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On Wisconsin, readers want to see more

March 9, 2011 |  1:00 pm

Wisconsin-moore

The question from Bill Gibson echoed other readers' e-mails: Why does there seem to be so much coverage of the Middle East and so little on the protests in Wisconsin?

"There was another rally in Madison on March 5. I saw no item in The Times about it. Michael Moore made a speech. It was quite a rally. Why wasn't it mentioned?" Gibson asked. "Here is a 'local' uprising that may determine just what OUR country will be like."

An e-mail from Rob was similar: "Why are you barely covering this story? This is not just a Wisconsin issue; it's a war on families and the middle class, and your paper, among others, is failing to inform the public."

And Patty wrote: "You report on the unrest of the people in other countries. Why? Because their leaders have impoverished them, and they are fighting back. This country will also go down that road if this constant attack on the middle class continues and the middle class becomes beyond poor.... Americans like to know what is going on in AMERICA!"

The rallies in Wisconsin's capital began Feb. 16, when thousands gathered in Madison to protest Gov. Scott Walker's effort to restrict the bargaining process for most public employees. The Times posted a wire service article on the protest that evening on latimes.com, and the story ran in the following morning's paper.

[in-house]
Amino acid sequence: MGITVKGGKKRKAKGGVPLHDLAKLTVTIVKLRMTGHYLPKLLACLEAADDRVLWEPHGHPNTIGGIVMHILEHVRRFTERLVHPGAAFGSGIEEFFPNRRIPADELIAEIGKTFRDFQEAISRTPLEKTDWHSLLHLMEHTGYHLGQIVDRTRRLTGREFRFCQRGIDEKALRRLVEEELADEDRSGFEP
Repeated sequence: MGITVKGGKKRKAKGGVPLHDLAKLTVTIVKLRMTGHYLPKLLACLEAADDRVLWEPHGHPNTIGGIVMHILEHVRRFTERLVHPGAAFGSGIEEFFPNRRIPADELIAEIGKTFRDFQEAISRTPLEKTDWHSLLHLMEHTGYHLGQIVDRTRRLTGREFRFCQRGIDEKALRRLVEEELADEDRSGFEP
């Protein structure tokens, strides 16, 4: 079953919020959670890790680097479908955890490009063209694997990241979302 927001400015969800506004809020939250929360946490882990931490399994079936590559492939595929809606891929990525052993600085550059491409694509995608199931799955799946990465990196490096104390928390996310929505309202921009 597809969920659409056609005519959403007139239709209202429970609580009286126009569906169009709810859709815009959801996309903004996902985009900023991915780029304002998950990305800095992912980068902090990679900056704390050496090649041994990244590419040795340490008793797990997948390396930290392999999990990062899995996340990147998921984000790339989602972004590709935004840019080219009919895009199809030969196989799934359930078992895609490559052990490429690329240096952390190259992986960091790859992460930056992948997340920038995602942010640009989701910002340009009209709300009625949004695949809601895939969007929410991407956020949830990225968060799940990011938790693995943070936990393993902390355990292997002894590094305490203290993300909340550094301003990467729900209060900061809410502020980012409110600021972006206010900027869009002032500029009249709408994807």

Since then, The Times has published 22 more news articles; four op-ed columns; and an editorial about the dispute, in which Democratic legislators have fled the state to avoid voting on the anti-union measure.

"We have been doing a lot of coverage in Wisconsin and intend to do much more," said The Times' national editor, Roger Smith.

Regarding filmmaker Michael Moore's speech, Smith said, "At this point in the overall story an individual rally may not clear the bar on news, even with celebrity speakers, if the message is the same one we've been hearing from previous rallies."

Egypt, Libya and Wisconsin all are important stories that will have effects beyond their borders. Readers can expect to see more coverage from Times reporters in the Middle East as well as in the Midwest.

Smith said, "We are watching the situation closely regarding the impasse between the governor and the Democrats in the state Senate and are eager to see what happens next."

-- Deirdre Edgar

Photo: Michael Moore speaks to a crowd in Madison, Wis., on March 5. Credit: Justin Sullivan / Getty Images

 

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